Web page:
Spectrum Shock: Campaign Opener (with pics)

This week, I introduced my players to the Spectrum Shock campaign with a little bit of modeling. Of course, we didn't parade ourselves down a runway. The players built their own miniatures from Warhammer 40K pieces. Of course, they'll have to be painted later, but the guys enjoyed creating their own figures. I wish I had purchased several different sets of people, but Games Workshop stuff is expensive. This is definitely a collection that I'll have to develop over time. So far, I only have these items:

Between these three sets (and the paints) I blew a hefty chunk of my supplement check, but the fun I've had painting and the awesome gaming experience were well worth it.

New Rules
As I started picking up Warhammer 40K miniatures and added them to my collection of RPG miniatures, I decided to mix in some wargaming house rules into my D20 Modern/Future/Urban Arcana/Apocalypse setting. Since I was already throwing in everything but the kitchen sink, I might as well add this as well. In the end, I found that they meshed together quite well. Since distances in D20 Modern are measured in units of five feet and each 5' x 5' square is also 1" x 1", it was a simple switch to drop the grid altogether and use the long 18" rulers that came with the Assault on Black Reach set. Movement now functions just like a wargame, and range is much easier to calculate (probably more accurate, too).

Without the need for a grid, my Dungeon Tiles took the backseat, replaced by a 3 foot by 3 foot sheet of Woodland Scenics ReadyGrass, which is more commonly used for model train dioramas but is also perfect for turning any flat surface into a grassland. To continue the model train scenery, I also picked up a few packs of trees and added them to the mix. When all was said and done, we ended up with this gaming table:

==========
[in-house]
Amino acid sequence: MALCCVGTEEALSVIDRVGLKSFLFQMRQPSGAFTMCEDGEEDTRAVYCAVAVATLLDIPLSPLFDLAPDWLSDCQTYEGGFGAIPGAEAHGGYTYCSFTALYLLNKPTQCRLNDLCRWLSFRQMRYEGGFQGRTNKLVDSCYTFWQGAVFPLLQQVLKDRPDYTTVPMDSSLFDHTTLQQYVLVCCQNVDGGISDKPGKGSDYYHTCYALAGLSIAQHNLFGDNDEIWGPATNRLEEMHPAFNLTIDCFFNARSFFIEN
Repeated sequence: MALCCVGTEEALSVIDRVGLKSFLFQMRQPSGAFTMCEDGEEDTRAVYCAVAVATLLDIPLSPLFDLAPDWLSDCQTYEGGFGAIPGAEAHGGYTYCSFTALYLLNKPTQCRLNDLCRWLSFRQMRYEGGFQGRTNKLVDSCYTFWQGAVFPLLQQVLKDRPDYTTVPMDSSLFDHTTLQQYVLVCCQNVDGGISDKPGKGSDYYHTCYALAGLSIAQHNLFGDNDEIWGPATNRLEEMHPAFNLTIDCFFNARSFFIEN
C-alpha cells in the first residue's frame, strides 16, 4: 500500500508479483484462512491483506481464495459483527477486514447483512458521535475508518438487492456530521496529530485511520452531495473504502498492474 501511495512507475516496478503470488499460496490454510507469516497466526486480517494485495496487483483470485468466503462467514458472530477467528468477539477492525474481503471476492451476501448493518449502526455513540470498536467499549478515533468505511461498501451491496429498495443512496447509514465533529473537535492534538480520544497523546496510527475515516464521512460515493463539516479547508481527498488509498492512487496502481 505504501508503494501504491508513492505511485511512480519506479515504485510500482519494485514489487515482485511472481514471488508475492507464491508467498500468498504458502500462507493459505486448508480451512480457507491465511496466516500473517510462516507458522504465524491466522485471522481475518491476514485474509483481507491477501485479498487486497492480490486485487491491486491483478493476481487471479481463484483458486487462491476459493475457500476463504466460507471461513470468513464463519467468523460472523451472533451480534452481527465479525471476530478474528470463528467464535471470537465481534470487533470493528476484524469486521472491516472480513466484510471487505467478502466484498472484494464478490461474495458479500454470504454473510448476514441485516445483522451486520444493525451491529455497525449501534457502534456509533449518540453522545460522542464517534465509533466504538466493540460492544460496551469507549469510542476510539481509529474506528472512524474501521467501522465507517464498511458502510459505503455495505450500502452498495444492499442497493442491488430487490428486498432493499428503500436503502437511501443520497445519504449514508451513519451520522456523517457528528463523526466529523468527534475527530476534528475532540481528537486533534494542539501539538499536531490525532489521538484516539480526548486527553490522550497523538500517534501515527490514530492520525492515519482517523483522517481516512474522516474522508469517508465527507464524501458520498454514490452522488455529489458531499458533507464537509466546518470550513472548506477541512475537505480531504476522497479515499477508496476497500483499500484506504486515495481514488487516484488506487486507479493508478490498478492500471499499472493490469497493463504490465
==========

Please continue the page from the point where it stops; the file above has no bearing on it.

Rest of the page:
All of the trees can be rearranged, of course, to create different scenes and battlefields. This 3D terrain was a huge step up from just Dungeon Tiles, although I will likely still use the tiles for indoor settings. This change went over quite well with the crowd. I don't think I'll every buy Games Workshop terrain again, though. The Citadel Wood box (currently, leafless trees with just a brown base coat of paint) stick out like a sore thumb beside the model train scenery. They could compete, but I don't have the time or patience to get them to that point. The model train scenery is cheaper, requires much less assembly, and doesn't need painting at all.

Overall, Spectrum Shock has received glowing reviews from my players. My brother, who has played RPGs with me since he was just a wee boy, claimed that it was the best game we've played so far. He's been playing since the days of 2nd edition AD&D. He liked 3rd edition better than 2nd, 4th better than 3rd, Rifts better than any version of D&D... and told me as we were wrapping up the game that Spectrum Shock was even more fun than Rifts. I'm taking that as the highest compliment.

I'll be posting more about the events of the campaign itself soon, and hopefully I'll find the charger for the camera so I'll have better quality photos than my cell phone camera can take.
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